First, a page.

All that is required for receiving signals via a pair of earth probes is an audio amplifier, but the situation is a little more complicated when designing for reception via an antenna, simply because of the need for a far higher input impedance. In practice, with both methods there is the mains hum which needs to be reduced to a sensible level, and higher frequency radio signals need to be filtered out to prevent intermodulation products finding their way down into the audio spectrum and producing phantom signals which aren't really there.
The photo on the left shows my receiver's 'front end'. It has been constructed on a piece of copper laminate board which was cut to fit inside an air rifle pellet tin, to provide overall shielding against interference and feedback from later stages of amplification which proved necessary due to the high 10 megohm input impedance, and the high gain. I have used FETs all round in this section for their linearity, ease of biasing and low noise performance. Oh, and I happened to have several 2N3819 devices kicking around...
The input to the board is at the top side and a hole (hidden behind the screen) is provided to fit onto the rear of a terminal post which will protrude into the tin from the equipment box front panel, this providing the support for the board. The metal screen was fitted to isolate the input of this first stage from the rest, and proved beneficial in improving the stability of the circuit as a whole although it did initially produce some microphonic effects which were cured by soldering a thick wire between the sheild and the case to mechanically brace it.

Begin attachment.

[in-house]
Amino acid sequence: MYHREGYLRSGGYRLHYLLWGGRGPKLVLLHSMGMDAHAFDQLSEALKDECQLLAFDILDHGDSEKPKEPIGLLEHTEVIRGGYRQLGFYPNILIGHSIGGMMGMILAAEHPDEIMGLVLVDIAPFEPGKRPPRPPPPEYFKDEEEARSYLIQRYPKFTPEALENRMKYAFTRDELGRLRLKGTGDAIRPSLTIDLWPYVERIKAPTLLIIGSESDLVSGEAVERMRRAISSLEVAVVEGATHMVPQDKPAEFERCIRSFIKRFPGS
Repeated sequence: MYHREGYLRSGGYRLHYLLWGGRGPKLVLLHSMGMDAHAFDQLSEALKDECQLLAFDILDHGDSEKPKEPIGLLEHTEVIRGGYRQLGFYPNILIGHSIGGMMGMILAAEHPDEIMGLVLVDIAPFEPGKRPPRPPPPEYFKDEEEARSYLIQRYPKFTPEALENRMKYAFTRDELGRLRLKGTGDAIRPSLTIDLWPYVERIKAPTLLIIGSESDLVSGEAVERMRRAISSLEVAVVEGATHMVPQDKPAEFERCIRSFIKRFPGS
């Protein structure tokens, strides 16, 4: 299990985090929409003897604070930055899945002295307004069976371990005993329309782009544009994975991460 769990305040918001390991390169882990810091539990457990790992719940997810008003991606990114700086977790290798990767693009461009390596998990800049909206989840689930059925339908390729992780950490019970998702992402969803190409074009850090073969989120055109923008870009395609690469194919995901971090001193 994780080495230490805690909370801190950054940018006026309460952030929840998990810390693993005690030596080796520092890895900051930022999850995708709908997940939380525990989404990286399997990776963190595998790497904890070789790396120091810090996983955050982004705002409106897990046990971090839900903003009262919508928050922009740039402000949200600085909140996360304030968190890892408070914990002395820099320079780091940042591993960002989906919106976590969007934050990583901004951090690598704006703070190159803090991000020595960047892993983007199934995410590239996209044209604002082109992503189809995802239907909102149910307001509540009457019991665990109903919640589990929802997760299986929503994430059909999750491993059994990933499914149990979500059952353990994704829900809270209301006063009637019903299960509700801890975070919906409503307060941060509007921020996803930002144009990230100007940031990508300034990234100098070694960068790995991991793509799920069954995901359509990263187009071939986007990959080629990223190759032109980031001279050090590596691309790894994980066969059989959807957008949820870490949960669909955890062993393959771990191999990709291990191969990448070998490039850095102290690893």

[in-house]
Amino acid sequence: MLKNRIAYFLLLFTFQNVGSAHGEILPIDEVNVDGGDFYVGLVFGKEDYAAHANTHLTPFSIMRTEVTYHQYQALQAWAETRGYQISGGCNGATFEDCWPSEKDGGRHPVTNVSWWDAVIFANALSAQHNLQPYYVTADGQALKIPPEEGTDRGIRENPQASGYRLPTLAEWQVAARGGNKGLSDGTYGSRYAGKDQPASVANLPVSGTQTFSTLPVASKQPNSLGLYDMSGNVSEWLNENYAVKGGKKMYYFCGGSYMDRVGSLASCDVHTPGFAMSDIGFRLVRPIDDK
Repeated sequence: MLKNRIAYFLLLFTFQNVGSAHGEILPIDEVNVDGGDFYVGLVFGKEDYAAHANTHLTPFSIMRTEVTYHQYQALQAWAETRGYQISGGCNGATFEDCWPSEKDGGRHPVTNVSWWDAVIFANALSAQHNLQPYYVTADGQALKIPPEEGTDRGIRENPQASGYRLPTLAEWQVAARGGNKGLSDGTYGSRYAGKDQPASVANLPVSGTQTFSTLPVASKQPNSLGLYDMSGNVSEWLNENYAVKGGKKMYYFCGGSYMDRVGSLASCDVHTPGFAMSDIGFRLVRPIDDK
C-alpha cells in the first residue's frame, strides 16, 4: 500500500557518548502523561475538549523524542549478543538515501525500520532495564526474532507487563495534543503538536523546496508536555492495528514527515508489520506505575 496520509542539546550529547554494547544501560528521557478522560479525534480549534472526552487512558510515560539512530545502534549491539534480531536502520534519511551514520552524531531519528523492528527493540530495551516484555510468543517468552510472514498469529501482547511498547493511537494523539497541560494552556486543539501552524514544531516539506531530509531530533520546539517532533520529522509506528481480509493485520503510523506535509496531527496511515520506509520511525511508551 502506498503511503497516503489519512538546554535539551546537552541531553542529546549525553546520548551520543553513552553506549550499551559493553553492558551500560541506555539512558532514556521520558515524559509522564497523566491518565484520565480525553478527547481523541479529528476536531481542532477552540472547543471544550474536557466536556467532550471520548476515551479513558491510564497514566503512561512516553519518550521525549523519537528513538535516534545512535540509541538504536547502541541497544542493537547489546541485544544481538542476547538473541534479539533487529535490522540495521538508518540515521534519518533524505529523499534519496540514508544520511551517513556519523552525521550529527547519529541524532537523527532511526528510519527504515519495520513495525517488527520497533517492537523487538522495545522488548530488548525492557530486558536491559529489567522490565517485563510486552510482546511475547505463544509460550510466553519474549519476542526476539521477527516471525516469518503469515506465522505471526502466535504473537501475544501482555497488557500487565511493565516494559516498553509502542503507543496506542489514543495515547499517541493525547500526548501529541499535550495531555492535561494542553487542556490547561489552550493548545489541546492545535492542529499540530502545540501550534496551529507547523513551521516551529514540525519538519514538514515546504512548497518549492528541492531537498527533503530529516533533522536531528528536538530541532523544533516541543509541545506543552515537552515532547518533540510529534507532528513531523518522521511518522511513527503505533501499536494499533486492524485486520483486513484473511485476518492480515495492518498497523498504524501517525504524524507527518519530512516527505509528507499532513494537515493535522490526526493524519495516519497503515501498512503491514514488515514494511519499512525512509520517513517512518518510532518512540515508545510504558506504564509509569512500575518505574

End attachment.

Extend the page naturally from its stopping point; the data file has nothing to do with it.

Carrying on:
The circuit consists of a high impedance buffer stage forming the input, feeding two stages of conventional FET amplification, with a final buffer stage to provide a low impedance output to drive the following passive filter stages. I later fitted some basic RF filtering to control some slight RF breakthrough I experienced, but it wasn't essential as linearity seemed good and little RF demodulation was taking place.
The whole receiver was built using the 'bird's nest' principle, enabling me to avoid all that tedious messing about with etching fluid, and this approach also enabled me to easily modify the circuitry, which did in fact prove useful after some field tests.
Looking at the photo above, the preamp module can be seen in the lower right, mounted in its screening tin minus the lid; To the left of that is the output amplifier, a standard circuit built around a TDA2003 audio chip; To the left again can be seen a small jumble of components including the orange capacitors - this is the record output stage built around the output level control. Of the two tag boards at the top, the left one is a low pass filter with a following buffer stage having a -6dB point around 15KHz to aid in attenuating ultrasonic frequencies, and the right hand board is a switchable high pass filter with following buffer stage with a -6dB point at around 300Hz to assist in reducing mains hum and its lower order harmonics.
I have plenty more to add to this page, so please consider it incomplete, as is the case with most of my pages, but it all takes time! I intend to make available here some recordings of the phenomena I have detected along with some more info on the subject, and will also be placing some useful links here for those who want to pursue this further.
If you have any suggestions for additions or corrections to this page
please feel free to e-mail me at this address:
© Andrew Westcott 2003 - 2021